Tiger Woods will end his nine week hiatus from professional golf this week as he prepares to tee up for the Masters.
Tiger’s 2015 season got off to a rough start when he missed the cut in his first event and withdrew from his second event with back pain. After withdrawing in his second tournament, Tiger decided to take some time off to get his head and health in the right position to complete for a major championship.
I actually predicted that Tiger would take some time off after withdrawing from a tournament in early February. After that tournament, Tiger had withdrawn from 7 of his last 9 tournaments, which is unheard of in today’s game. Instead of continuing to play through the pain and just hoping things got better, Tiger decided to step away from the game and focus on getting his body right.
When asked about his rehab and strength conditioning leading up to the Masters, Woods said that he “worked his ass off. That’s the easiest way to kind of describe it. I worked hard.”
The Importance of Exercise As We Age
Exercise is important at any age, but it’s even more important as we get older. Tiger Woods turns 40-years-old this year, and he can no longer get by on his talent alone, especially when his body is breaking down from years of strenuous twisting and torquing. He’s had documented problems with his back, knees and shoulder, and although he would ideally take more than nine weeks off, he made the right choice to leave the tour and re-work his health and his game.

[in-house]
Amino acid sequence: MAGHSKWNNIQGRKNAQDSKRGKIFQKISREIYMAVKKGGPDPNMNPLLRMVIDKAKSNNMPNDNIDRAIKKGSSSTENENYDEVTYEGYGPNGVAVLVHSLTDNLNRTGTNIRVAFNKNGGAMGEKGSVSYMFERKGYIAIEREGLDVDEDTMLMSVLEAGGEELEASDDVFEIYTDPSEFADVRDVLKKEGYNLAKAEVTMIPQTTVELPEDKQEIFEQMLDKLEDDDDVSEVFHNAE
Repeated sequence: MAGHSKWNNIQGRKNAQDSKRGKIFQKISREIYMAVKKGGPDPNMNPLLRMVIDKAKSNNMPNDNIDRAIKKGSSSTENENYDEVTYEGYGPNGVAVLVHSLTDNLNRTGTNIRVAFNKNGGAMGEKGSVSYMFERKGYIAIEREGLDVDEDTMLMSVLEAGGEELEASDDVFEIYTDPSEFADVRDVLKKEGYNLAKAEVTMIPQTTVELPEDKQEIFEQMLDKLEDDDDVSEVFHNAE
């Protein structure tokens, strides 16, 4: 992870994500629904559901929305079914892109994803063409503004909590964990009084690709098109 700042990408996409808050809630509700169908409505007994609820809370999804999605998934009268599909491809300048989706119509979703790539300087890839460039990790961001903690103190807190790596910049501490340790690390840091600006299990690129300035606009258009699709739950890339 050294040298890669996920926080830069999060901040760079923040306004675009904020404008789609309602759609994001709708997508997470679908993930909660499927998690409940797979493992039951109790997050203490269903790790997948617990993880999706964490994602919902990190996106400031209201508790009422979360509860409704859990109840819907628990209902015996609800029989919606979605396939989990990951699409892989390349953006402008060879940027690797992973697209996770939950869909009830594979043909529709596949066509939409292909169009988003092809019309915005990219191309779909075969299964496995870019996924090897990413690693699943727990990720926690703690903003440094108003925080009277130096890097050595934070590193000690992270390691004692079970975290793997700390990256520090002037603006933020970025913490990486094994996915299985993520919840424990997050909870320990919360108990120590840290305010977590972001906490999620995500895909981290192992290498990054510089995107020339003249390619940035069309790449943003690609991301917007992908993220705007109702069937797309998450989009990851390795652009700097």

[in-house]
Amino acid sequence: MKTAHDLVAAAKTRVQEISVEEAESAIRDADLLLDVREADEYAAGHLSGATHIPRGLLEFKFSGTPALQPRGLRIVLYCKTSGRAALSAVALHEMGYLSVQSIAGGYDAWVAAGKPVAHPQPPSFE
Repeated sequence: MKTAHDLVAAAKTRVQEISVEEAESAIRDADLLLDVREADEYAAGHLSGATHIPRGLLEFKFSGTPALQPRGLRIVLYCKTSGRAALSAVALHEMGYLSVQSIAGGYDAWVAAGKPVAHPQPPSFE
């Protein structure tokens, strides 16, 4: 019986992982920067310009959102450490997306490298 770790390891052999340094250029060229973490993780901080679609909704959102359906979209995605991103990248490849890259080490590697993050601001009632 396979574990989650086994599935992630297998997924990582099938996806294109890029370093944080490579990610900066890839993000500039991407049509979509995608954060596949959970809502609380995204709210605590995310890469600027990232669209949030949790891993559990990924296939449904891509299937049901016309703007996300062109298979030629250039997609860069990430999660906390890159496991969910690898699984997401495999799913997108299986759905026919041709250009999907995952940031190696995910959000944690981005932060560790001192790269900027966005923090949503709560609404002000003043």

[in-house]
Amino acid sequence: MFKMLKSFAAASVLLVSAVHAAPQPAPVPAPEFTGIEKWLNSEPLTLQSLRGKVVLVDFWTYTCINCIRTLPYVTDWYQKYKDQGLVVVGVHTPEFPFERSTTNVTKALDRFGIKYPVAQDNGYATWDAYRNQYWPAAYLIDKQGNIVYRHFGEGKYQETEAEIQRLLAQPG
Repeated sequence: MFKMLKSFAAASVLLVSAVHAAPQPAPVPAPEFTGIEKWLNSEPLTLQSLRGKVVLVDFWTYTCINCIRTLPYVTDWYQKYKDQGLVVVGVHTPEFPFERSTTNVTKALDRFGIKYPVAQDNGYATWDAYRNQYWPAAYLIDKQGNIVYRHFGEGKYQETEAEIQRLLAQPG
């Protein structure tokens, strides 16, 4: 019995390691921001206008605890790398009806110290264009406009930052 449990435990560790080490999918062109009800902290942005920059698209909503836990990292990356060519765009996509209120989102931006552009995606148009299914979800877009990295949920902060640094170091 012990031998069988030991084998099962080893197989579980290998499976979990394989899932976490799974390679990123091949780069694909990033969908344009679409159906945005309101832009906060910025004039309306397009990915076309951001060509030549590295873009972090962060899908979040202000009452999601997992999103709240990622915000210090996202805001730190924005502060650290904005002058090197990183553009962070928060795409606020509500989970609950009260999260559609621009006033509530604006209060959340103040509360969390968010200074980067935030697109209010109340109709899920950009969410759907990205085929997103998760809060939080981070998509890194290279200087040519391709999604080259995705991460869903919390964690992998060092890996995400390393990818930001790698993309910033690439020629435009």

As I always tell my patients, there is no magical pill or injection that will completely cure you of your condition. Many options provide short-term or temporary relief, but patients also need to put in work in the form of exercise, physical therapy and rehabilitation. It’s not going to be easy, but it’s going to be worth it. This quote from Woods perfectly exemplifies that notion.
“People would never understand how much work I put into it to come back and do this again,” Woods said. “But it was sunup to sundown, and whenever I had free time; if the kids were asleep, I’d still be doing it, and then when they were in school, I’d still be doing it. So it was a lot of work.”
Despite his return to the course, I stand by my prediction from back in February. I believe Woods is more likely to withdraw or miss the cut than to be in serious contention in Sunday. Based on his quotes, it truly sounds like his health and his game are in their best forms of the year, but he’s still not 100%. I believe the tournament means a lot to Tiger, and barring significant back pain, I think he’ll go without withdrawing at Augusta, but the competition is fierce, and I just think Tiger will be fighting to make the cut instead of trying to get in Sunday’s final grouping. I wish him and the rest of the field the best of luck at the Masters this weekend.
Related source: Bloomberg
Thomas Cohn, MD
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